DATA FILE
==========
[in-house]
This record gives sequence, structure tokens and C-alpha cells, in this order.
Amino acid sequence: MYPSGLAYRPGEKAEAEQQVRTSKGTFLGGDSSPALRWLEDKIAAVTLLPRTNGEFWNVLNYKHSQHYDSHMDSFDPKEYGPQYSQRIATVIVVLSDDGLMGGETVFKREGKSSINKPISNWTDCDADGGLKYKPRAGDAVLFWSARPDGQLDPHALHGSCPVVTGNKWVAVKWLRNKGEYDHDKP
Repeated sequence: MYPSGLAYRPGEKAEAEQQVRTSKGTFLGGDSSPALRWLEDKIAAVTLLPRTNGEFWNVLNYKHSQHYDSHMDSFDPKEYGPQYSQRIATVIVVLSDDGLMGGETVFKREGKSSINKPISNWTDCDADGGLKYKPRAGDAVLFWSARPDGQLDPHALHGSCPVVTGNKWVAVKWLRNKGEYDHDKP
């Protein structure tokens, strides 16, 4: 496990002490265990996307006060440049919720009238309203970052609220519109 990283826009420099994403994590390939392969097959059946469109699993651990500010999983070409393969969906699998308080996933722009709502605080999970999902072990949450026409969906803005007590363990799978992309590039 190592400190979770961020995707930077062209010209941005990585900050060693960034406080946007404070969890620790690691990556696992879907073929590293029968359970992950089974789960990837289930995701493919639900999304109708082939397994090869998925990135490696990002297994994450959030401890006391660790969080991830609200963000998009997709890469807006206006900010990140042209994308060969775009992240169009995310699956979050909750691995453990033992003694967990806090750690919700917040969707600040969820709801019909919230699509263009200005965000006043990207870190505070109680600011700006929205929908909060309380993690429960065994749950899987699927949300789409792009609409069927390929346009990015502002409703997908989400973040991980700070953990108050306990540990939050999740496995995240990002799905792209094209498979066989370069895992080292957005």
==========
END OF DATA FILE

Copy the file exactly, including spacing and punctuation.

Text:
[in-house]
This record gives sequence, structure tokens and C-alpha cells, in this order.
Amino acid sequence: MYPSGLAYRPGEKAEAEQQVRTSKGTFLGGDSSPALRWLEDKIAAVTLLPRTNGEFWNVLNYKHSQHYDSHMDSFDPKEYGPQYSQRIATVIVVLSDDGLMGGETVFKREGKSSINKPISNWTDCDADGGLKYKPRAGDAVLFWSARPDGQLDPHALHGSCPVVTGNKWVAVKWLRNKGEYDHDKP
Repeated sequence: MYPSGLAYRPGEKAEAEQQVRTSKGTFLGGDSSPALRWLEDKIAAVTLLPRTNGEFWNVLNYKHSQHYDSHMDSFDPKEYGPQYSQRIATVIVVLSDDGLMGGETVFKREGKSSINKPISNWTDCDADGGLKYKPRAGDAVLFWSARPDGQLDPHALHGSCPVVTGNKWVAVKWLRNKGEYDHDKP
């Protein structure tokens, strides 16, 4: 496990002490265990996307006060440049919720009238309203970052609220519109 990283826009420099994403994590390939392969097959059946469109699993651990500010999983070409393969969906699998308080996933722009709502605080999970999902072990949450026409969906803005007590363990799978992309590039 190592400190979770961020995707930077062209010209941005990585900050060693960034406080946007404070969890620790690691990556696992879907073929590293029968359970992950089974789960990837289930995701493919639900999304109708082939397994090869998925990135490696990002297994994450959030401890006391660790969080991830609200963000998009997709890469807006206006900010990140042209994308060969775009992240169009995310699956979050909750691995453990033992003694967990806090750690919700917040969707600040969820709801019909919230699509263009200005965000006043990207870190505070109680600011700006929205929908909060309380993690429960065994749950899987699927949300789409792009609409069927390929346009990015502002409703997908989400973040991980700070953990108050306990540990939050999740496995995240990002799905792209094209498979066989370069895992080292957005």